He notes that many of today’s small metalwork and carpentry shops are equipped with machinery — ranging from lathes to band saws and beyond — which was purchased on the cheap at auctions held by public schools. Many of today’s younger readers will have no experience with this, but at one time nearly every public school offered shop classes as part of their standard curriculum. (At least for the boys. Girls took home economics.)

He goes on...

The trades, as they were called, increasingly became a target of derision. Comics of all stripes would refer to seemingly slow-witted children as being destined for “a job with their name on their shirt.” If the child was not headed toward a career in medicine, the legal professions, Wall Street, or advanced design engineering, they were somehow seen as second-class citizens. Similar disdain was heaped upon youths seeking a career in the military rather than advanced studies in the ivy-covered halls of academia.

A tremendous amount of mental gymnastics is required for people of this mindset when their toilet backs up and the plumber they summon to restore one of the fundamental requirements of civilization charges them fifty dollars per hour in labor.

And concludes:

Being a “handyman” is another description generally employed with scorn, much like the tinker of old. But a man who is handy will likely find work no matter where the Dow Jones closes tomorrow. The real world is full of things, and they impact our lives on every level. Treating them as if they are magical beasts beyond our comprehension represents losing something which our society once held precious.

Fun & provocative read. Hope you enjoy!

Monday, August 17, 2009

For all of you HAMs out there

Falcon 9N-- someone who clearly knows what he's talking about-- has a guest post up at WV Preppers dealing with efficiency in radio communications. The bottom line is that BREVITY is critical. Following some code description (interesting) there's more discussion about why brevity is critical. We're new to this whole comm thing, and I found the post very informative. It begins:

************************Efficient Communications************************************
Purpose: To enhance emergency communications; Minimize station Airtime; To clear the operating frequency for next station and minimize the reaction time needed to provide timely assistance to the calling station.
Scope: Applicable to all members of the net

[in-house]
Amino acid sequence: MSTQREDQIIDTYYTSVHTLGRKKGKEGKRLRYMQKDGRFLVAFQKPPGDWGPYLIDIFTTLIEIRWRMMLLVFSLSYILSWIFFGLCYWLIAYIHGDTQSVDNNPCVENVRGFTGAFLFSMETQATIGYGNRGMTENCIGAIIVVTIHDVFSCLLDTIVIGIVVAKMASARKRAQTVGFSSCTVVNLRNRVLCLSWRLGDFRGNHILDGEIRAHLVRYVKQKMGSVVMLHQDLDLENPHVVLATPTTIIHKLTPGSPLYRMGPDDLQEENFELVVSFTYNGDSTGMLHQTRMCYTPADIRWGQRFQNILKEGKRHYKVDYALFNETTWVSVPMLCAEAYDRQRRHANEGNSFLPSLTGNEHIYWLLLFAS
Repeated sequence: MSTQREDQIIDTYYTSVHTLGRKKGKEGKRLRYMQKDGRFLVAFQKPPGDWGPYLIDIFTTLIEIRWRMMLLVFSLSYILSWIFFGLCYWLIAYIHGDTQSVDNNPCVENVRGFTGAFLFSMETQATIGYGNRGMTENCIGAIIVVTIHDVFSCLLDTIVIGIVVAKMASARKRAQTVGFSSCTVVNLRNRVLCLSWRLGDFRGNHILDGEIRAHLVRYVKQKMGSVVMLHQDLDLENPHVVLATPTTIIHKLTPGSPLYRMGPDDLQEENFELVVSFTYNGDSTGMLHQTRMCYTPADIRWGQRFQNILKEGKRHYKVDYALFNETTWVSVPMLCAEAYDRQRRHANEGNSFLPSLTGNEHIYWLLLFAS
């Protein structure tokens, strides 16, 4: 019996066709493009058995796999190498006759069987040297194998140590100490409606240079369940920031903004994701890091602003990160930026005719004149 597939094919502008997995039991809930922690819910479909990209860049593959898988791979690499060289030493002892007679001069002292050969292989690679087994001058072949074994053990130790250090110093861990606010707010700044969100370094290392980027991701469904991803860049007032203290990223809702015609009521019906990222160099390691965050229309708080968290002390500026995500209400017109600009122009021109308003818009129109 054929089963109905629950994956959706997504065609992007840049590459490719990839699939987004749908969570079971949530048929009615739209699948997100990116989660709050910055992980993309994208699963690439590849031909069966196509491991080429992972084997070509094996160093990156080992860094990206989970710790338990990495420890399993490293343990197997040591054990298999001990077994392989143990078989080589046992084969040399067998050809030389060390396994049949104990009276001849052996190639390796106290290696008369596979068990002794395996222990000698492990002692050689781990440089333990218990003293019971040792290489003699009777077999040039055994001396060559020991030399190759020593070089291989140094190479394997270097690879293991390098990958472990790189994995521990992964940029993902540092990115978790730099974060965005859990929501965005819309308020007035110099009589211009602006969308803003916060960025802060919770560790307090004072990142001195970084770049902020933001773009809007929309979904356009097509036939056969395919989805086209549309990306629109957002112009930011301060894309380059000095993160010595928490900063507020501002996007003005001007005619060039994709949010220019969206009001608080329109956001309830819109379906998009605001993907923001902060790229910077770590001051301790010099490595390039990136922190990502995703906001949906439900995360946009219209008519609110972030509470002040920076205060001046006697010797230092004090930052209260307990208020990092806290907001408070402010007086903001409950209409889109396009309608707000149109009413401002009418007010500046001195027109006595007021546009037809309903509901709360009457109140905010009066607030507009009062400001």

Sunday, August 16, 2009

Freezing peppers

UPDATE: Andrea's recipe for fire-roasted, olive-oil drizzled, frozen peppers is in the comments section. Thanks, Andrea!

[And just to be clear, that's p-e-p-p-e-r-s, not p-r-e-p-p-e-r-s! There are no freezing preppers since all preppers have alternative sources of heat available to them in an emergency. But I digress... .]

Fresh sweet peppers are a true delight, and are a good source of vitamin C. If you grow your own peppers, or get them from a local Farmers' Market, you know that there simply is no comparison between those and store bought. The problem, of course, is that fresh pepper season comes to a screeching halt when nighttime temperatures are consistently below about 50*F. 

It is possible to grow peppers inside during the winter, but it ain't easy. Peppers like relatively high humidity, and most homes are relatively dry during the winter. I do encourage you to pot up your peppers and bring them inside, anyway. You can extend the season-- the flowers on the plant when you bring it in will still set fruit that will mature inside, as will the fruit that's already set. Plus, if you keep the plants alive through the winter, they'll have a jump start when you take them back outside come late spring. So it's worth the effort. Just don't expect a bumper crop of peppers in January.

"So what's a pepper-loving' prepper to do?" you ask. "Buy them at Mego-lo-mart?" 

HEAVENS NO!! Peppers are ridiculously easy to freeze. And while you may not want to eat them on a fresh salad, they still retain much of their crispiness, and are no doubt more nutritious than the tasteless, over-priced store-bought ones.

Freezing Bell (sweet) peppers:

quarter (or slice)
remove seeds
lay out on a baking sheet, spacing so that none of the pieces are touching
put in freezer
when completely frozen (over night) put in freezer bag & remove as much of the air as possible
return to freezer

How simple is that? The idea is that by flash freezing-- without touching-- you'll then be able to take from your pepper bag what you need. They won't glom together as one big frozen chunk of peppers. Just be sure not to let the contents of the bag thaw as you're taking out what you need.

Saturday, August 15, 2009

Scenes from a New America (it's good)

Among the topics Andrew & I covered at the 'meetup' was guns & personal protection. Seems we both had to disarm before entering Zips' Cafe in Mt. Lookout b/c Zip's sells beer, and currently, in Ohio, it's a felony to carry a weapon, whether you're licensed or not, into an establishment that sells alcohol for on-premise consumption. This may change. See below.